“The Company’s electricity provider terminated its long-term power contract with the Company effective May 14, 2020,” another press release said. “This termination, combined with the impact of the recent Bitcoin algorithm halving, which cut the Company’s mining rewards in half, and the Company’s generally deteriorating working capital position, have made it unable and uneconomical to continue operations.”

On Friday, May 15, the company announced that it was no longer able to meet its financial obligations and had appointed a Licensed Insolvency Trustee to seek settlement with its creditors under the Canadian Bankruptcy and Insolvency Act. Two independent directors, Ronald R. Spoehel and Bryan Reyhani, resigned immediately from the company’s board that same day.

The bitcoin facility in Bonner started out as a company called Project Spokane, LLC, Montana’s first cryptocurrency mining operation, in April 2017. That company was then bought by HyperBlock in July 2018.

In December 2018, the company had more than 13,000 servers whirring in the warehouse next to Highway 200 in Bonner. The company was mired in controversy during most of its run in Missoula County.

First, residents of the area complained of the loud humming noise created by the cooling fans on the warehouse. The company applied for $135,000 in Tax Increment Financing from the Missoula Development Authority Board in 2018 to pay for new, quieter fans.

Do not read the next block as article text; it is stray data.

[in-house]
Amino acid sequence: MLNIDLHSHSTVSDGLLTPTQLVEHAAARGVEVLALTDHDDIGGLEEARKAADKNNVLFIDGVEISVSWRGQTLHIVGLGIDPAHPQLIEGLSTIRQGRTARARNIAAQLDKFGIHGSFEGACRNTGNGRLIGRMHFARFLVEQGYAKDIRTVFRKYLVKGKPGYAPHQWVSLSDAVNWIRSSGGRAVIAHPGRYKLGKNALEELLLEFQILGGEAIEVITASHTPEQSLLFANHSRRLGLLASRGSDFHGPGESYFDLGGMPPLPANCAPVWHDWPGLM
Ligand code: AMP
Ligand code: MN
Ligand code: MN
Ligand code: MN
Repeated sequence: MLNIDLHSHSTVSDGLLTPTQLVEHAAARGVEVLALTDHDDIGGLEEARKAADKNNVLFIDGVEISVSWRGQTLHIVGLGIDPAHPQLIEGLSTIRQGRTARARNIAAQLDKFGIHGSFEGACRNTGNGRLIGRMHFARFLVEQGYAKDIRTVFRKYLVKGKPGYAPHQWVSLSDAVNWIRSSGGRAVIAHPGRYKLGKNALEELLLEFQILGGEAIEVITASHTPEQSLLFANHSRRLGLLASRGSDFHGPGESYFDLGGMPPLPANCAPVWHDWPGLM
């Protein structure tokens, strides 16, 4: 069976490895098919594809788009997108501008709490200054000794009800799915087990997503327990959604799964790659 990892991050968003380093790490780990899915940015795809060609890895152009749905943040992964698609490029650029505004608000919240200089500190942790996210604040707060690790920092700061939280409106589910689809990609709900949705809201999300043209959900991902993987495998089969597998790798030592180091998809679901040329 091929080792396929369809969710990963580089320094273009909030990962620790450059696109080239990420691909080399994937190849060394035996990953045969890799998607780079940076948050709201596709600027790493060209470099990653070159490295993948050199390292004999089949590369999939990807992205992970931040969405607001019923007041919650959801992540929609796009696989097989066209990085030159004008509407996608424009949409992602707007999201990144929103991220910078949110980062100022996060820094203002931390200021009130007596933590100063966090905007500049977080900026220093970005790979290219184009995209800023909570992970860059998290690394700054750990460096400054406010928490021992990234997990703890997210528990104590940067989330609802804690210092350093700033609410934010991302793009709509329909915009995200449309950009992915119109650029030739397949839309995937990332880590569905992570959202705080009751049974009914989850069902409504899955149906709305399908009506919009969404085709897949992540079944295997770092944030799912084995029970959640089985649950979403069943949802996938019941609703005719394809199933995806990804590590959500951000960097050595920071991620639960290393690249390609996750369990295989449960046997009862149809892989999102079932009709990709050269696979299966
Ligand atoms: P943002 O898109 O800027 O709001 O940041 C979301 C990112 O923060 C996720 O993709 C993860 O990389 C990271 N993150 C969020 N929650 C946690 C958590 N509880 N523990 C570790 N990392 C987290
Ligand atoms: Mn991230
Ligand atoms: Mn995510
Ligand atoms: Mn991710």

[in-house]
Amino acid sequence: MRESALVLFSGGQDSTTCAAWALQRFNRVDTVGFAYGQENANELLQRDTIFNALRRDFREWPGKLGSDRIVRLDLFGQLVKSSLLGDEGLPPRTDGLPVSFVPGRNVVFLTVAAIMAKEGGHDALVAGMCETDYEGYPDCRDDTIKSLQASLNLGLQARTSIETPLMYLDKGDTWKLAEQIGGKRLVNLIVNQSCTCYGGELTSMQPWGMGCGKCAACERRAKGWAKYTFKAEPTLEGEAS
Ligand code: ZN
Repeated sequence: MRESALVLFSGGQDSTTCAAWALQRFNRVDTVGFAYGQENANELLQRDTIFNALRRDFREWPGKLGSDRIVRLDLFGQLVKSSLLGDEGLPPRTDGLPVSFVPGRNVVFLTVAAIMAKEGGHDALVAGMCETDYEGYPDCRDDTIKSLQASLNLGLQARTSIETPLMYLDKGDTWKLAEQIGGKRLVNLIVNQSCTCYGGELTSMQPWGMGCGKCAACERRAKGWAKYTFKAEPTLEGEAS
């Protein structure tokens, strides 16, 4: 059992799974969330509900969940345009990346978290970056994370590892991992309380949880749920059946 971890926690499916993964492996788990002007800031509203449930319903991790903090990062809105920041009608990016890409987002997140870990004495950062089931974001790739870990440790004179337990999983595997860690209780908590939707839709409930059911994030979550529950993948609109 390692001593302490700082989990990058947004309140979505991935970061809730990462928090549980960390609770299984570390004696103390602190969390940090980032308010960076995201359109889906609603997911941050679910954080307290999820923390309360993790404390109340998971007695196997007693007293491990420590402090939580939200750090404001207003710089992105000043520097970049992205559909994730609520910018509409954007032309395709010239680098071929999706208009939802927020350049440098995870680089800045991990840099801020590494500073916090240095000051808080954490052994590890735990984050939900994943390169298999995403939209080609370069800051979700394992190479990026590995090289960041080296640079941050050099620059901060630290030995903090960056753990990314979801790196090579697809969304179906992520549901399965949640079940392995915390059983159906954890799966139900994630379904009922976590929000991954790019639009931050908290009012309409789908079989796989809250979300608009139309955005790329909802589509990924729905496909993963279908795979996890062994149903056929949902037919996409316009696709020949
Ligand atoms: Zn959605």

The company also applied for and was granted permission to seek compensation for creating 65 high-paying jobs through the Montana Department of Commerce’s Big Sky Economic Development Trust Fund, but later backed out of the contract and never got any taxpayer-funded assistance.

In April 2019, the Missoula County Commissioners adopted emergency interim zoning regulations on cryptocurrency mining for one year. Essentially, the commissioners wanted any new or expanded crypto-miners to create new renewable energy sources rather than tapping into existing energy sources, to comply with climate change goals.

HyperBlock was already using 20 megawatts a year, which is about a third of all electricity consumed in Missoula County in a year, and had announced that it could scale up to 60 megawatts. County energy analysts argued that although it sourced hydroelectric power, the company was still contributing to climate change because it wasn’t paying for the creation of new renewable energy.